Hurricane Matthew NOAA 8 PM updates

The eye of extremely dangerous Hurricane Matthew is over the the western end of Grand Bahama Island as of 8 pm EDT, or about 75 miles east of W. Palm Beach, Florida. Reports from a NOAA Hurricane Hunter aircraft indicate that maximum sustained winds are now near 130 mph (210 km/h) with higher gusts – Matthew is a category 4 hurricane on the Saffir-Simpson Hurricane Wind Scale. Some fluctuations in intensity are likely while the hurricane moves toward the coast of Florida. On the forecast track, the eye of Matthew should move away from Grand Bahama Island during the next few hours, and move close to or over the east coast of the Florida peninsula through Friday night.

A Hurricane Warning is in effect for the Northwest Bahamas, and along the U.S. east coast from Boca Raton, Florida, including Lake Okeeschobee, northward to the South Santee River, South Carolina. AA Tropical Storm Warning along the southeast coast of Florida from Ocean Reef to south of Boca Raton, the Florida Keys from the Seven Mile Bridge eastward including Florida Bay, and, on Florida’s west coast, from the Anclote River to Suwannee River. Also from north of the South Santee River, S. Carolina to Surf City, North Carolina. A Tropical Storm Watch is in effect on the west coast of Florida from Englewood to Anclote River. Interests elsewhere in the Florida Peninsula, the Florida Keys, and in the Carolinas should monitor the progress of Matthew.

Key Messages:
1. Matthew is likely to produce devastating impacts from storm
surge, extreme winds, and heavy rains in the northwestern Bahamas today, and along extensive portions of the east coast of Florida tonight.
2. Evacuations are not just a coastal event. Strong winds will
occur well inland from the coast, and residents of mobile
homes under evacuation orders are urged to heed those orders.
3. Hurricane winds increase very rapidly with height, and residents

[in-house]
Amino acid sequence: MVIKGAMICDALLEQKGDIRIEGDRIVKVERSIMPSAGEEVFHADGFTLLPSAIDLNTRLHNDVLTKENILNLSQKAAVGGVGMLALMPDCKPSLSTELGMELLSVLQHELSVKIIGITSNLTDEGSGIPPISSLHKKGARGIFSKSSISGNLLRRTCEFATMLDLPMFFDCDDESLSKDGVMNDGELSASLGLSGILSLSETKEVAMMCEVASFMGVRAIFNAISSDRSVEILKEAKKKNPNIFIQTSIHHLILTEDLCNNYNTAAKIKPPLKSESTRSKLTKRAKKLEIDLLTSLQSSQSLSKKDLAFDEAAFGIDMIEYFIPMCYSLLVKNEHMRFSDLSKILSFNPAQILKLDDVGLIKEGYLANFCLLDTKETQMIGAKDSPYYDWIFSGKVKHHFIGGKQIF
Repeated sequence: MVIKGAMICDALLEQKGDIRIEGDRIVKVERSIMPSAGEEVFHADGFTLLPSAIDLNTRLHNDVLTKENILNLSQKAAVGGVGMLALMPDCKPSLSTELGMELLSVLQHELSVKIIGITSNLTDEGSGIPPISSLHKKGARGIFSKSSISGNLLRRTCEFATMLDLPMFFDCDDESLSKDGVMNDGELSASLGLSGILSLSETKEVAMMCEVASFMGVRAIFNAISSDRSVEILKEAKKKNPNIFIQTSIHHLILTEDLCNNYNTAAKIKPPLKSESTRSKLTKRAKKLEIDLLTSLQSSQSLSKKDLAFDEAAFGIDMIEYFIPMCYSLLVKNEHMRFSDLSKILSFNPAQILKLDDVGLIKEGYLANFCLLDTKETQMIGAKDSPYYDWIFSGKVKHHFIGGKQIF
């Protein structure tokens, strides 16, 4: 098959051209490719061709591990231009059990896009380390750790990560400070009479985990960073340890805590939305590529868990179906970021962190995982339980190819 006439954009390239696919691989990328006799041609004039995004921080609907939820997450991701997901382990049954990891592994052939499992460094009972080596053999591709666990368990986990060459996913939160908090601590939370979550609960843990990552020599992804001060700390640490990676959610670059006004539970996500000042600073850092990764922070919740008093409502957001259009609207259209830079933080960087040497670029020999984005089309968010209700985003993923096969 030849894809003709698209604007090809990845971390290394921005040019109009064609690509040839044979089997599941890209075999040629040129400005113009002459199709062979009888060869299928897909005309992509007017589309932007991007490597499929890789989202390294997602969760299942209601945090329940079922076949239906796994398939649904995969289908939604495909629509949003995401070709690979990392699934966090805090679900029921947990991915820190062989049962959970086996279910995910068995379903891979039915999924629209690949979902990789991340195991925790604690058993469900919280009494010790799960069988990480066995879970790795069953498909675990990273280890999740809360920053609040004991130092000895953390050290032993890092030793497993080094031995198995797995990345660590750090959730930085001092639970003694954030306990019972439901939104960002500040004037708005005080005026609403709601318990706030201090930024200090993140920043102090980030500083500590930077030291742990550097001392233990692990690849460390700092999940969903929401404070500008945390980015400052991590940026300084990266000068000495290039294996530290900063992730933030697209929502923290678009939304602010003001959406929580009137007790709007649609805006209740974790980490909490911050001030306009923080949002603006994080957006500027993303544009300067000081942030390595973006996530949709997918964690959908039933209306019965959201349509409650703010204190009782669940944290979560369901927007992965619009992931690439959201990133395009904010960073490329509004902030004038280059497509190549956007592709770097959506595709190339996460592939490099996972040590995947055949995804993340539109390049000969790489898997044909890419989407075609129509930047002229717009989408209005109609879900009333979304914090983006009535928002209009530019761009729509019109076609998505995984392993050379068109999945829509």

of high-rise buildings are at particular risk of strong winds. Winds
at the top of a 30-story building will average one Saffir-Simpson
category higher than the winds near the surface.
4. When a hurricane is forecast to take a track roughly parallel
to a coastline, as Matthew is forecast to do from Florida through
South Carolina, it becomes very difficult to specify impacts at
any one location. Only a small deviation of the track
to the left of the NHC forecast could bring the core of a major
hurricane onshore within the hurricane warning area in Florida and
Georgia. Modest deviations to the right could keep much of the
hurricane-force winds offshore. Similarly large variations in
impacts are possible in the hurricane watch and warning areas in
northeast Georgia and South Carolina.
5. The National Hurricane Center is issuing Potential Storm Surge
Flooding Maps, and Prototype Storm Surge Watch/Warning Graphics for Matthew. It is important to remember that the Potential Storm Surge Flooding Map does not represent a forecast of expected inundation, but rather depicts a reasonable worst-case scenario – the amount of inundation that has a 10 percent chance of being exceeded. In addition, because the Flooding Map is based on inputs that extend out only to about 72 hours, it best represents the flooding potential in those locations within the watch and warning areas in Florida and Georgia.

For the very latest, go directly to the NHC website at

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